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23 AUGUST 2005

Indian Documentary: representing the collective

"Traditionally Indian documentary has emphasised the collective rather than the individual and thus has eschewed personal perspectives. As Tom Waugh has characterised it, the Indian documentary tradition overwhelmingly favoured the didactic social documentary in the Griersonian mode; such a documentary approach was prevalent during the first four decades after independence in 1947.[1] In the 80s, Indian documentarists moved towards the direct cinema style prevalent in the West in the 60s, adopting its realist aesthetic and reliance on interviews while continuing to retain Greirsonian voice–over narration. However, as Waugh points out, in contrast to Western documentaries – emphasis on individual protagonists, Indian films relied on the collective in representing its subject, including the collective interview. In place of the private home was the street. Waugh contextualises this formal aspect of documentary in the cultural, political, and economic imperatives of a post colonial society. Within this social formation and political orientation, the group rather than the individual and public spaces rather than private ones become the primary sites of political discourse and cultural expression."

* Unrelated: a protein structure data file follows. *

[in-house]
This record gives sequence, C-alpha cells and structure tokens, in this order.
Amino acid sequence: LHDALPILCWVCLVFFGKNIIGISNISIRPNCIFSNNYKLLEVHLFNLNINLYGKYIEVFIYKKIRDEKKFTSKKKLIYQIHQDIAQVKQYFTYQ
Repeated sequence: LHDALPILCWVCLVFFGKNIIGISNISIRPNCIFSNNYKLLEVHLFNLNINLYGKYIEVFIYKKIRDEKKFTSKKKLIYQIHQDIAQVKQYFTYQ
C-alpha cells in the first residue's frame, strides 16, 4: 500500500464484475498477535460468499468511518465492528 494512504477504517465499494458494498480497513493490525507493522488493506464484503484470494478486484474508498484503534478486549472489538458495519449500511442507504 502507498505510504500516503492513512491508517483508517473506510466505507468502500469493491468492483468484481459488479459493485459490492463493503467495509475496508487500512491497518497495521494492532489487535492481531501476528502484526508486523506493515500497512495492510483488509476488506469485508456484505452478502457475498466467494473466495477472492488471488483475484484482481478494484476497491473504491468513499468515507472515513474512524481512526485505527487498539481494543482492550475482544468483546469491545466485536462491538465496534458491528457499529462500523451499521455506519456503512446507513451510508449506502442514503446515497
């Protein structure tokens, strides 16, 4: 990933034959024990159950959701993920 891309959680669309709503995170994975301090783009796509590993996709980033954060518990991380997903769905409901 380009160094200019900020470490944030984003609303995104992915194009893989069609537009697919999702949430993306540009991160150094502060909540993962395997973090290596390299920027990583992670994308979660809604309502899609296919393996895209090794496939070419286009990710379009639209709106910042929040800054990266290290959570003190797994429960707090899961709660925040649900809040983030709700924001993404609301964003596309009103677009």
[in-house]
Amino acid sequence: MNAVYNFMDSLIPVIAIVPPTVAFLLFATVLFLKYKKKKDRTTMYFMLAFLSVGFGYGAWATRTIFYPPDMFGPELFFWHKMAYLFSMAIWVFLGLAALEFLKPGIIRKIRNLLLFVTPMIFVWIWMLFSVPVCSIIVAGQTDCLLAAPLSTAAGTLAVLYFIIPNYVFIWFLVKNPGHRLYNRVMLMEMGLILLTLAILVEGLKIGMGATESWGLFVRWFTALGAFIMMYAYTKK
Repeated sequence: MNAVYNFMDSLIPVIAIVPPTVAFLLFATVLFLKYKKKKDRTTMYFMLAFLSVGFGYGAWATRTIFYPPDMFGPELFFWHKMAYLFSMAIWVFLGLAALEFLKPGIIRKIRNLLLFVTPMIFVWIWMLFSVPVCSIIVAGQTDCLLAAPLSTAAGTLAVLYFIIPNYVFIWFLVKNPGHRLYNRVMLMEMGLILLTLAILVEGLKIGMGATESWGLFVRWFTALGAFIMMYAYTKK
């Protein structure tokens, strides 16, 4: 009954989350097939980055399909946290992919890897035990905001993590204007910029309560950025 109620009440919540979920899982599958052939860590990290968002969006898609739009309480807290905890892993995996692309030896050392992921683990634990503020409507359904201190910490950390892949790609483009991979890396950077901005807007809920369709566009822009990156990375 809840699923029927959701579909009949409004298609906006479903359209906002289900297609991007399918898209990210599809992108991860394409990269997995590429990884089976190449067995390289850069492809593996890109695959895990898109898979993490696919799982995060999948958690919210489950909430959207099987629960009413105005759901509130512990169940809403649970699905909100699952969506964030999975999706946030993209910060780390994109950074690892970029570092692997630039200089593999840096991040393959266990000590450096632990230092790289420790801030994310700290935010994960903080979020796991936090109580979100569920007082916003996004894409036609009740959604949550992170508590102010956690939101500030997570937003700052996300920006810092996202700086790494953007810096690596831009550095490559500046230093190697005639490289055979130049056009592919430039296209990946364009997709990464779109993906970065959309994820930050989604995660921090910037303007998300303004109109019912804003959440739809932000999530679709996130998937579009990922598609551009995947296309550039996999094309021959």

(Jyotsna Kapur)

Kapur, J. (2003). 'Why the personal is still political – some lessons from contemporary Indian documentary.'Jump Cut: A Review of Contemporary Media 23.



Amar Kanwar • collectivecollectivismcommunityconfessiondirect cinemadocumentaryIndiainterviewJohn Grierson • Pankaj Rishi Kumar • politicsrepresentation • social ideology • Tom Waugh • traditionWestern

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